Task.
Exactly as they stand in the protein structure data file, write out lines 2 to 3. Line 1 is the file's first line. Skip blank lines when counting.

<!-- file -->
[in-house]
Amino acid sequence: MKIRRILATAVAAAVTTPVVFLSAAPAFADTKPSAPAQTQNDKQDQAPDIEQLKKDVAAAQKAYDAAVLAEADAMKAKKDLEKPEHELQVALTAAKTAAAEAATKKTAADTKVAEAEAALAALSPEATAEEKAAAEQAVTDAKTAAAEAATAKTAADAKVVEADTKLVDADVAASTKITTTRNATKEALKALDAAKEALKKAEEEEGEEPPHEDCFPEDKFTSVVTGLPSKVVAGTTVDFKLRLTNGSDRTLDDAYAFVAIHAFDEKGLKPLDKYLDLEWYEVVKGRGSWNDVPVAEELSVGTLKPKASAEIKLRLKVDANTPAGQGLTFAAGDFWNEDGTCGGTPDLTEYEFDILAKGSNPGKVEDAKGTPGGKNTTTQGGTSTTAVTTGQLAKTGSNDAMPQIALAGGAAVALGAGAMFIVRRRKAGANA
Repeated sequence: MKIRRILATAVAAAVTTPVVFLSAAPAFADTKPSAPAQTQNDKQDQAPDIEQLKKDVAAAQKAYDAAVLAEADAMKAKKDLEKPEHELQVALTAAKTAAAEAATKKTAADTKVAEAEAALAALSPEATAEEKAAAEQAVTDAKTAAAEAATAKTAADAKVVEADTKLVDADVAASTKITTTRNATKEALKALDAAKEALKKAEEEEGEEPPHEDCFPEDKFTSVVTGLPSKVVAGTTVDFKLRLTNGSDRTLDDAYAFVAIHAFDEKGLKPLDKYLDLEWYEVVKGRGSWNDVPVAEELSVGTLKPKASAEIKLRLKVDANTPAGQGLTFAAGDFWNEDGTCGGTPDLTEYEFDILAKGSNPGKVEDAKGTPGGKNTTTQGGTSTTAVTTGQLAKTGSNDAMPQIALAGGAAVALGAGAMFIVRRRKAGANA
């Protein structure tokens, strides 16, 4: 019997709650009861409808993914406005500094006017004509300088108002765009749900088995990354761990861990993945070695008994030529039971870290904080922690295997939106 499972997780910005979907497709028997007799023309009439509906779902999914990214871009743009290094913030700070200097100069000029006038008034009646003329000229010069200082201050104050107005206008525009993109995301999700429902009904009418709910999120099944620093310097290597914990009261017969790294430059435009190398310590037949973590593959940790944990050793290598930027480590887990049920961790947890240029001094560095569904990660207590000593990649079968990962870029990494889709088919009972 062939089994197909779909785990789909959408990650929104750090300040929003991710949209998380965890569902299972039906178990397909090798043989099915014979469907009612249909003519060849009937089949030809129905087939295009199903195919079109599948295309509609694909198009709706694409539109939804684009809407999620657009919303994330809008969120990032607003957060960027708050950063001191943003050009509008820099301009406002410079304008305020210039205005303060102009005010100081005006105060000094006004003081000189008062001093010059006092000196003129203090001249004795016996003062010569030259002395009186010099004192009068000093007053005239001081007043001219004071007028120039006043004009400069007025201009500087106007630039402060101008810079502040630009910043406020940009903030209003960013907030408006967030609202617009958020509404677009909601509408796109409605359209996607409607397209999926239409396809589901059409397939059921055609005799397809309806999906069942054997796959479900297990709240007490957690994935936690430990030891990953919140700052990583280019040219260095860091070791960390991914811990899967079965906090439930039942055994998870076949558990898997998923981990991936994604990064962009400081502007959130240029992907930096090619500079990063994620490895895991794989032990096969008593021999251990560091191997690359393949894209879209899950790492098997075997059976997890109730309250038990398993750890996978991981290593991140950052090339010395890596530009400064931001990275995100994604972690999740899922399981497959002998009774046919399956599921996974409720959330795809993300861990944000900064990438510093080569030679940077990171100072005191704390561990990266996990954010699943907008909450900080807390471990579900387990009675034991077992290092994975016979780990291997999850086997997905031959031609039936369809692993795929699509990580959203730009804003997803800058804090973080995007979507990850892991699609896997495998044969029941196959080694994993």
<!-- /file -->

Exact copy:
Amino acid sequence: MKIRRILATAVAAAVTTPVVFLSAAPAFADTKPSAPAQTQNDKQDQAPDIEQLKKDVAAAQKAYDAAVLAEADAMKAKKDLEKPEHELQVALTAAKTAAAEAATKKTAADTKVAEAEAALAALSPEATAEEKAAAEQAVTDAKTAAAEAATAKTAADAKVVEADTKLVDADVAASTKITTTRNATKEALKALDAAKEALKKAEEEEGEEPPHEDCFPEDKFTSVVTGLPSKVVAGTTVDFKLRLTNGSDRTLDDAYAFVAIHAFDEKGLKPLDKYLDLEWYEVVKGRGSWNDVPVAEELSVGTLKPKASAEIKLRLKVDANTPAGQGLTFAAGDFWNEDGTCGGTPDLTEYEFDILAKGSNPGKVEDAKGTPGGKNTTTQGGTSTTAVTTGQLAKTGSNDAMPQIALAGGAAVALGAGAMFIVRRRKAGANA
Repeated sequence: MKIRRILATAVAAAVTTPVVFLSAAPAFADTKPSAPAQTQNDKQDQAPDIEQLKKDVAAAQKAYDAAVLAEADAMKAKKDLEKPEHELQVALTAAKTAAAEAATKKTAADTKVAEAEAALAALSPEATAEEKAAAEQAVTDAKTAAAEAATAKTAADAKVVEADTKLVDADVAASTKITTTRNATKEALKALDAAKEALKKAEEEEGEEPPHEDCFPEDKFTSVVTGLPSKVVAGTTVDFKLRLTNGSDRTLDDAYAFVAIHAFDEKGLKPLDKYLDLEWYEVVKGRGSWNDVPVAEELSVGTLKPKASAEIKLRLKVDANTPAGQGLTFAAGDFWNEDGTCGGTPDLTEYEFDILAKGSNPGKVEDAKGTPGGKNTTTQGGTSTTAVTTGQLAKTGSNDAMPQIALAGGAAVALGAGAMFIVRRRKAGANA